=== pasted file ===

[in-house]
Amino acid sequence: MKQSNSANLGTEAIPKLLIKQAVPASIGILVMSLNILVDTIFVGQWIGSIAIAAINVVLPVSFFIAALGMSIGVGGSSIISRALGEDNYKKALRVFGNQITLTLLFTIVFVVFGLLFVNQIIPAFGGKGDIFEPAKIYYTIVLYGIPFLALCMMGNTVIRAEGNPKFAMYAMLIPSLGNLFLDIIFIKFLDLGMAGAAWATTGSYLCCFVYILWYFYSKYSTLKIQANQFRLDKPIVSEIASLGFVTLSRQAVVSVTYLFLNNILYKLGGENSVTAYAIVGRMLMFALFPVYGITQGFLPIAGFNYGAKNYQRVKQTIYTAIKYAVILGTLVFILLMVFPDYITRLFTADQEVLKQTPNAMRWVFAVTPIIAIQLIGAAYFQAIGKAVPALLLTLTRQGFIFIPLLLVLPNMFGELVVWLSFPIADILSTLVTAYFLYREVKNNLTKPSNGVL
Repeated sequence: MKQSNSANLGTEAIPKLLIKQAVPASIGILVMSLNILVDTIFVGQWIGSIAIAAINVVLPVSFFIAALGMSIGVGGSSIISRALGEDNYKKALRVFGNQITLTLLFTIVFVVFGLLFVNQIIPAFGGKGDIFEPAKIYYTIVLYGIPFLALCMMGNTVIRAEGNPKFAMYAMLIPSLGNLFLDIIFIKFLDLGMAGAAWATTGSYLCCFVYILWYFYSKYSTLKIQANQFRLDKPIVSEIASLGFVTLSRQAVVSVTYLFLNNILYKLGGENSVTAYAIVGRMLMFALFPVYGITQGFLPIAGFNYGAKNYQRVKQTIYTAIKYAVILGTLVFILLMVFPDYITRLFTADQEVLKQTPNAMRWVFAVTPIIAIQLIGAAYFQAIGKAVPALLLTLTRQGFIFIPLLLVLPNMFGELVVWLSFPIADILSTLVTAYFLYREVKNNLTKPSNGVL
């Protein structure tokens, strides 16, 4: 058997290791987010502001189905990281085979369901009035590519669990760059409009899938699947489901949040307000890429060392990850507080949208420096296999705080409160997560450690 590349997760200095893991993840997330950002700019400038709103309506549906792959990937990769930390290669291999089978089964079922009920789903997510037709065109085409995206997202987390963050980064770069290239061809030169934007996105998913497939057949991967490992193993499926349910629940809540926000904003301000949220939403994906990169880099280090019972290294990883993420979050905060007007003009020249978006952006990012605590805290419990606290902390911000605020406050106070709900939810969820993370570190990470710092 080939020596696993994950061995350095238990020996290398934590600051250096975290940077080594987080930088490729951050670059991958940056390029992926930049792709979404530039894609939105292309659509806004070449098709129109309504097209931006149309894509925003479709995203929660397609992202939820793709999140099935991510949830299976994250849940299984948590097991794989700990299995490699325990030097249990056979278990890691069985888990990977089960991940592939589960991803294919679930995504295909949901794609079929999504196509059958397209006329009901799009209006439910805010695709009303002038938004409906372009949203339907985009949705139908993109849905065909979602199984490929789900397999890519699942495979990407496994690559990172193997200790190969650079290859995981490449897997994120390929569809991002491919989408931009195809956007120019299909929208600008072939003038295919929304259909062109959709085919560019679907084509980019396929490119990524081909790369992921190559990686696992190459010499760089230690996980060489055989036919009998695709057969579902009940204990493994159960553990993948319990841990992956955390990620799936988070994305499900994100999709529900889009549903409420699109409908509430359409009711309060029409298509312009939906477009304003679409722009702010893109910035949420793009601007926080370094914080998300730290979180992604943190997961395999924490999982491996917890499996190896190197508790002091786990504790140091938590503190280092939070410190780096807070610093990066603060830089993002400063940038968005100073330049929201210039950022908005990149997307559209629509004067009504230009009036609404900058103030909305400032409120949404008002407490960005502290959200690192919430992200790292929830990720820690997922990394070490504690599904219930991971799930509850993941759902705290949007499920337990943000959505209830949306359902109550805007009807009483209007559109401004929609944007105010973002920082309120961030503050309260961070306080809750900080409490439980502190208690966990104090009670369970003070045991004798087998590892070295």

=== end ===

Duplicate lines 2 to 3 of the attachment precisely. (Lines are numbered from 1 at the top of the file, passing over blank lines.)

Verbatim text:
Amino acid sequence: MKQSNSANLGTEAIPKLLIKQAVPASIGILVMSLNILVDTIFVGQWIGSIAIAAINVVLPVSFFIAALGMSIGVGGSSIISRALGEDNYKKALRVFGNQITLTLLFTIVFVVFGLLFVNQIIPAFGGKGDIFEPAKIYYTIVLYGIPFLALCMMGNTVIRAEGNPKFAMYAMLIPSLGNLFLDIIFIKFLDLGMAGAAWATTGSYLCCFVYILWYFYSKYSTLKIQANQFRLDKPIVSEIASLGFVTLSRQAVVSVTYLFLNNILYKLGGENSVTAYAIVGRMLMFALFPVYGITQGFLPIAGFNYGAKNYQRVKQTIYTAIKYAVILGTLVFILLMVFPDYITRLFTADQEVLKQTPNAMRWVFAVTPIIAIQLIGAAYFQAIGKAVPALLLTLTRQGFIFIPLLLVLPNMFGELVVWLSFPIADILSTLVTAYFLYREVKNNLTKPSNGVL
Repeated sequence: MKQSNSANLGTEAIPKLLIKQAVPASIGILVMSLNILVDTIFVGQWIGSIAIAAINVVLPVSFFIAALGMSIGVGGSSIISRALGEDNYKKALRVFGNQITLTLLFTIVFVVFGLLFVNQIIPAFGGKGDIFEPAKIYYTIVLYGIPFLALCMMGNTVIRAEGNPKFAMYAMLIPSLGNLFLDIIFIKFLDLGMAGAAWATTGSYLCCFVYILWYFYSKYSTLKIQANQFRLDKPIVSEIASLGFVTLSRQAVVSVTYLFLNNILYKLGGENSVTAYAIVGRMLMFALFPVYGITQGFLPIAGFNYGAKNYQRVKQTIYTAIKYAVILGTLVFILLMVFPDYITRLFTADQEVLKQTPNAMRWVFAVTPIIAIQLIGAAYFQAIGKAVPALLLTLTRQGFIFIPLLLVLPNMFGELVVWLSFPIADILSTLVTAYFLYREVKNNLTKPSNGVL